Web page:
Thursday, August 26, 2010

couldn't finish it...

i'm beginning to wonder if it's my status as an only child that makes me crave books about friends and big families... mayhaps. but i picked up the girls from ames by jeffrey zaslow and just couldn't read it. it depressed me, do people, especially women stay friends? for forty years? when each takes a different path? some school and careers... some marriage and families right out of college... and some doing it all at once? where does the petty competition come to play?

i'm so jaded. part of the problem for me probably came from the fact that i picked it up during the weekends between my class reunions. reunions? yep, i went to two highschools--public school for 3 semesters, and private school for 3 semesters and that's where i graduated from. when you change schools in the middle of your junior year, it makes for a weird limbo.

when i looked {on facebook, of course} of pictures from the highschool days, i wasn't in any... not one. it's then i started to fall into this chasm of feeling like i was non-existent for 3 years of my life. looking back 20 years later, it's one of those things that would/could tend to push one into making sure one's children don't look back with regret...

what?! what am i rambling on about? certainly, i'm not talking about books and that's what this little thing is all about. so let's move onward and upward and talk about an audio book that came highly recommended by the author author! because she and i are friends... at least on facebook... heh heh!

one day, rebecca wells posted that she was really proud of the fact that she recorded an audio version of the divine secrets of the ya-ya sisterhood. you know, i just ranted about how often author's ruin their books by trying to read them... and i hate abridgements... quelle surprise!! {read that in a creole french accent, dah-lin'} it was great! rebecca wells did a perfect job reading the book and abridging the book to keep the mother-daughter relationship neatly intertwined with the ya-yas. but did i expect any less? mais non!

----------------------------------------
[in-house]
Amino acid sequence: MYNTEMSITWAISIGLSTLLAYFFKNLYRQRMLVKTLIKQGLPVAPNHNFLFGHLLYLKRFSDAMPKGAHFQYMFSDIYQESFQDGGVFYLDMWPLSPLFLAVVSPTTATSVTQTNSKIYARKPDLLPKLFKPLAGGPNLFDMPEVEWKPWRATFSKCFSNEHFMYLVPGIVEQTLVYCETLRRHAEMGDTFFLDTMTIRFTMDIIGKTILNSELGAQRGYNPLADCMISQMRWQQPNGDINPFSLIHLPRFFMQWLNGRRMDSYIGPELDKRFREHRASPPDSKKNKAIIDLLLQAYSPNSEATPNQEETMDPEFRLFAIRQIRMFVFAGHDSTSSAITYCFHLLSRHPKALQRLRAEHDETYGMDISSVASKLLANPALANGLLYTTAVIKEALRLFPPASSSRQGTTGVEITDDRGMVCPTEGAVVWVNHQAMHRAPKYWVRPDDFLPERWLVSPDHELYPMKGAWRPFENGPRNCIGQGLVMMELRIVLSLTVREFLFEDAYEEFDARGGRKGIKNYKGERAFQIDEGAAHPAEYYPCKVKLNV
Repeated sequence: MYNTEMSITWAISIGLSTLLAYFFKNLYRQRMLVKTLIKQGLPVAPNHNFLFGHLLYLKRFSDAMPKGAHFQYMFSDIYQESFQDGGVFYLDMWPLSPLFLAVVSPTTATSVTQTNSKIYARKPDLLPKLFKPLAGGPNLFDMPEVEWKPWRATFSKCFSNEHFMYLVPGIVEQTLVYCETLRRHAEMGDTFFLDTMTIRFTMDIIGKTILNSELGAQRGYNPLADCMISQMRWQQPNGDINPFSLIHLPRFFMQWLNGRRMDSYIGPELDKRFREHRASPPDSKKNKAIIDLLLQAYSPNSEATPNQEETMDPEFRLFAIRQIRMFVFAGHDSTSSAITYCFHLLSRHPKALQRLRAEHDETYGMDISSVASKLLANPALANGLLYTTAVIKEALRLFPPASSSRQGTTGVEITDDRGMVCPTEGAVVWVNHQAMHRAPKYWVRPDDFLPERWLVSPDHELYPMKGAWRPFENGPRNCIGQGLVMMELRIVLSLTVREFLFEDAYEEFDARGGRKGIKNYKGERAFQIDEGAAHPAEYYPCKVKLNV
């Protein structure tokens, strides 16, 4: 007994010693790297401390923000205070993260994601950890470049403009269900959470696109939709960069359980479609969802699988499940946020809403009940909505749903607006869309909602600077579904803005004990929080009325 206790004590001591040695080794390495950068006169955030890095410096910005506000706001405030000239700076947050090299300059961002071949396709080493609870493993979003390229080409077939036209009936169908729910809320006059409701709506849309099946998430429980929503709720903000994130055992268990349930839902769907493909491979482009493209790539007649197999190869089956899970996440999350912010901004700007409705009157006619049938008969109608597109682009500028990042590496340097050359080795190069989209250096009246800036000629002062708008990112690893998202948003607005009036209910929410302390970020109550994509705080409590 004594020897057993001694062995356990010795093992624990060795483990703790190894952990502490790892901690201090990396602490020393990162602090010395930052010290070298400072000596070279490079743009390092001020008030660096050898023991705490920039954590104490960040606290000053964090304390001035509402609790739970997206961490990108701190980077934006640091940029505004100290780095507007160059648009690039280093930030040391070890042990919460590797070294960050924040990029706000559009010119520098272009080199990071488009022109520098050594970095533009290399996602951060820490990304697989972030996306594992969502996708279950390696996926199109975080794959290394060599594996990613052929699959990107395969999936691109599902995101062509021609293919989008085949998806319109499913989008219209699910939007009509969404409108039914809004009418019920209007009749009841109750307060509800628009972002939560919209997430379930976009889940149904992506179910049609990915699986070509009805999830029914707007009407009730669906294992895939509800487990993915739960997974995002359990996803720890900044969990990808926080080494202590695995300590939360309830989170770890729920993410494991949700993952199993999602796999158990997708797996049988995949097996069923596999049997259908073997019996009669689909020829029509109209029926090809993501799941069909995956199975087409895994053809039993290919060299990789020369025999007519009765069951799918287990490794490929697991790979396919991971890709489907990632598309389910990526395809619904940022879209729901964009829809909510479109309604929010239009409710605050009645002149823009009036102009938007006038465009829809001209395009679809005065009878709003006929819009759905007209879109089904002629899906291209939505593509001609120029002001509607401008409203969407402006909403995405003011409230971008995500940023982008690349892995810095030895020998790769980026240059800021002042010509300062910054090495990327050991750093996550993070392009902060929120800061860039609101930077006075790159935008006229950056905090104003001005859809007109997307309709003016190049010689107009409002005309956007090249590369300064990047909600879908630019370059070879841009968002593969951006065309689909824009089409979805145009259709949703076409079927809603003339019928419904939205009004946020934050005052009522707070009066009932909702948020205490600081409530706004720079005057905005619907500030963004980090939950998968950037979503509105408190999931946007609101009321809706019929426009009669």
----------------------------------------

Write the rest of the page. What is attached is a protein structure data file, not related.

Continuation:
if you are looking for a good listen, you should go over to and give it a try...
happy reading/listening!

btw: i don't work for audible or anything, but i do have a membership with them, and i'm not sure if this download is available other places

Sunday, August 22, 2010

as seen on facebook: cap'n bloodsnatch

go ahead... be grossed out...

but why?

this is my new-found freedom I've found from reading flow: the cultural history of menstruation by elissa stein. occasionally, I read non-fiction, and this book was recommended by one of my more “interesting” patrons. this patron handed me this book, and in a voice heavy in conspiracy said, “you’ve been lied to.” a little weird yeah.

but this book was so interesting in the fact that MEN have made us embarrassed by this thing our body does for no specific reason that anyone knows a thing that has been understudied, misunderstood and corrupted by the femcare industry and pharmaceutical companies.

stop! I love men. I’m not a man hater but this book is one of those books that makes you rethink everything you’ve ever thought about your period because it’s men who have convinced us that we’re crazy, depressed, practically abnormal and should be shunned.

shunned? sequestered? hmm a little red tent time? I could handle that far better than charlotte perkins gilman’s story the yellow wallpaper. the story stemmed from her seeking help for mild depression from a doctor renown for sending men with depression west to journal their experiences. however, for women, the good doctor recommended rest read the story. Go back to are you there God, it's me margaret... and dig out that memory of nervous excitement of being caught in between being first and being last to get it..

flow is an easy read maybe not so much for the people in your life who are a bit squeamish, because it’s one of those books where you are compelled to read parts out loud in disgust, anger or in laughter.

happy reading!